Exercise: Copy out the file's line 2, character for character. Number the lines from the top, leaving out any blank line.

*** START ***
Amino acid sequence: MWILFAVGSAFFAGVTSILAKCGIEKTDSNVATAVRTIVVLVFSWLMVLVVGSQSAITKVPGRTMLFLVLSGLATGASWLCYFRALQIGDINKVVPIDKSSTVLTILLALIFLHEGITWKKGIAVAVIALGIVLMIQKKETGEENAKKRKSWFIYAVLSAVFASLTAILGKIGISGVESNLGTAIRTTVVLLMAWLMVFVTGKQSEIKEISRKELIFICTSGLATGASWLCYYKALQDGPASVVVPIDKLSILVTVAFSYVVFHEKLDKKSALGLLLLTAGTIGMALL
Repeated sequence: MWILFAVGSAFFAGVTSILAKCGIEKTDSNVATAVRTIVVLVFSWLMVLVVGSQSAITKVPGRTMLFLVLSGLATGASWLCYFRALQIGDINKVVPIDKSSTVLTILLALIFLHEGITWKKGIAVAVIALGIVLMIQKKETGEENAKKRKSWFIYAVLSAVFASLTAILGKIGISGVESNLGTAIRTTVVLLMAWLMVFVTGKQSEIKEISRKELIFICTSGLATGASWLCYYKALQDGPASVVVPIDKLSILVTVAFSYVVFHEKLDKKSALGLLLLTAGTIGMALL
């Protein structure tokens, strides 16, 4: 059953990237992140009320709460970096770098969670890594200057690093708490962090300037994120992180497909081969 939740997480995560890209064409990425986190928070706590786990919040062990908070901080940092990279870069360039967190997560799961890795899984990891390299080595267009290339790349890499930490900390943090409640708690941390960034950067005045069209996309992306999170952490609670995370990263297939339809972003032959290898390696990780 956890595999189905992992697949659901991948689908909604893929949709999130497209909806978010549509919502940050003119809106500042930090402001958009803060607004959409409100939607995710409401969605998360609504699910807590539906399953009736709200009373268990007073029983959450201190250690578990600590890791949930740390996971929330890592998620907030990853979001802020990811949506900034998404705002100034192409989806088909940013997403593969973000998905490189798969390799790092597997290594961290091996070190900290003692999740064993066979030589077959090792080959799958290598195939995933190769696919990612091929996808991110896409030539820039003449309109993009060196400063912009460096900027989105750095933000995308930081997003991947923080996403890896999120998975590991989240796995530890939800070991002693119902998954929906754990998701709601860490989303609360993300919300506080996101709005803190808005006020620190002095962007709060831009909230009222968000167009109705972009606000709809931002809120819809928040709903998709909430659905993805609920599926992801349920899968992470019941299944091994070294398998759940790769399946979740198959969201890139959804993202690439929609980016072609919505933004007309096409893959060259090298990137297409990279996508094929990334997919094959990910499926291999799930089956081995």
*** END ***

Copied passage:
Repeated sequence: MWILFAVGSAFFAGVTSILAKCGIEKTDSNVATAVRTIVVLVFSWLMVLVVGSQSAITKVPGRTMLFLVLSGLATGASWLCYFRALQIGDINKVVPIDKSSTVLTILLALIFLHEGITWKKGIAVAVIALGIVLMIQKKETGEENAKKRKSWFIYAVLSAVFASLTAILGKIGISGVESNLGTAIRTTVVLLMAWLMVFVTGKQSEIKEISRKELIFICTSGLATGASWLCYYKALQDGPASVVVPIDKLSILVTVAFSYVVFHEKLDKKSALGLLLLTAGTIGMALL